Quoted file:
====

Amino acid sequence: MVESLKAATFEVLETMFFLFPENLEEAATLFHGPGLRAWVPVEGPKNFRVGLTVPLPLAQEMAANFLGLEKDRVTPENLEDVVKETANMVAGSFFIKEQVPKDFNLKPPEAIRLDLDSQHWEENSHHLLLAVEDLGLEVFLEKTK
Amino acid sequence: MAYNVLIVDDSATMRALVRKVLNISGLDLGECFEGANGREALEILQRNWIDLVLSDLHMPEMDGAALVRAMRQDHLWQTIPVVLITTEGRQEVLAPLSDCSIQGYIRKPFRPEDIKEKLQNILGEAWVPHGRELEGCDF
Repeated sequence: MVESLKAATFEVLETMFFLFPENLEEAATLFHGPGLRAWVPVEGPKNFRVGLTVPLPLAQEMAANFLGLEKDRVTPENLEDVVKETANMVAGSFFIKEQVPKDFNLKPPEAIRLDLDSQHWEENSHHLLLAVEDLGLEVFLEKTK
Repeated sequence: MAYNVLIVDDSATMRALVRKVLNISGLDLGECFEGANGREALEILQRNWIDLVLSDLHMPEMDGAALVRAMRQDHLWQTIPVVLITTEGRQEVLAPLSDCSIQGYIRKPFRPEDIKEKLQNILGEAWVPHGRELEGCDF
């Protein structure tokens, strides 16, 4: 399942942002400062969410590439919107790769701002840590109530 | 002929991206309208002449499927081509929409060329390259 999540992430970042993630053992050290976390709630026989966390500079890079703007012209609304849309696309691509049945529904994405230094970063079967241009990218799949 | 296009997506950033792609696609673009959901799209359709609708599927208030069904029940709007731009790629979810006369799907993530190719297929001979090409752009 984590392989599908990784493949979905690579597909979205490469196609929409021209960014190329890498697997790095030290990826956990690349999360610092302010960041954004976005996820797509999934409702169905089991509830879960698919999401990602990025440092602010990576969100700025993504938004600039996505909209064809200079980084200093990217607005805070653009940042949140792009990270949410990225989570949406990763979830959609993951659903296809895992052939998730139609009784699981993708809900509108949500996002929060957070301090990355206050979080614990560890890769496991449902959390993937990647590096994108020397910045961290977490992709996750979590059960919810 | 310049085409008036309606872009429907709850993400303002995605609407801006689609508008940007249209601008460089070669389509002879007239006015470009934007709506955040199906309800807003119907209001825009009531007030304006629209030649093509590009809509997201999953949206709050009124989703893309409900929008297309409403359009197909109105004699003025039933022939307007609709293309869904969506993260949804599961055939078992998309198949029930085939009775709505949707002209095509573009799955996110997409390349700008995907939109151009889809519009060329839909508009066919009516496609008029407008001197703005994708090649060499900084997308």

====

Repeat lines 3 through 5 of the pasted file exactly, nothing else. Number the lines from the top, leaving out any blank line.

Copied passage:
Repeated sequence: MVESLKAATFEVLETMFFLFPENLEEAATLFHGPGLRAWVPVEGPKNFRVGLTVPLPLAQEMAANFLGLEKDRVTPENLEDVVKETANMVAGSFFIKEQVPKDFNLKPPEAIRLDLDSQHWEENSHHLLLAVEDLGLEVFLEKTK
Repeated sequence: MAYNVLIVDDSATMRALVRKVLNISGLDLGECFEGANGREALEILQRNWIDLVLSDLHMPEMDGAALVRAMRQDHLWQTIPVVLITTEGRQEVLAPLSDCSIQGYIRKPFRPEDIKEKLQNILGEAWVPHGRELEGCDF
């Protein structure tokens, strides 16, 4: 399942942002400062969410590439919107790769701002840590109530 | 002929991206309208002449499927081509929409060329390259 999540992430970042993630053992050290976390709630026989966390500079890079703007012209609304849309696309691509049945529904994405230094970063079967241009990218799949 | 296009997506950033792609696609673009959901799209359709609708599927208030069904029940709007731009790629979810006369799907993530190719297929001979090409752009 984590392989599908990784493949979905690579597909979205490469196609929409021209960014190329890498697997790095030290990826956990690349999360610092302010960041954004976005996820797509999934409702169905089991509830879960698919999401990602990025440092602010990576969100700025993504938004600039996505909209064809200079980084200093990217607005805070653009940042949140792009990270949410990225989570949406990763979830959609993951659903296809895992052939998730139609009784699981993708809900509108949500996002929060957070301090990355206050979080614990560890890769496991449902959390993937990647590096994108020397910045961290977490992709996750979590059960919810 | 310049085409008036309606872009429907709850993400303002995605609407801006689609508008940007249209601008460089070669389509002879007239006015470009934007709506955040199906309800807003119907209001825009009531007030304006629209030649093509590009809509997201999953949206709050009124989703893309409900929008297309409403359009197909109105004699003025039933022939307007609709293309869904969506993260949804599961055939078992998309198949029930085939009775709505949707002209095509573009799955996110997409390349700008995907939109151009889809519009060329839909508009066919009516496609008029407008001197703005994708090649060499900084997308």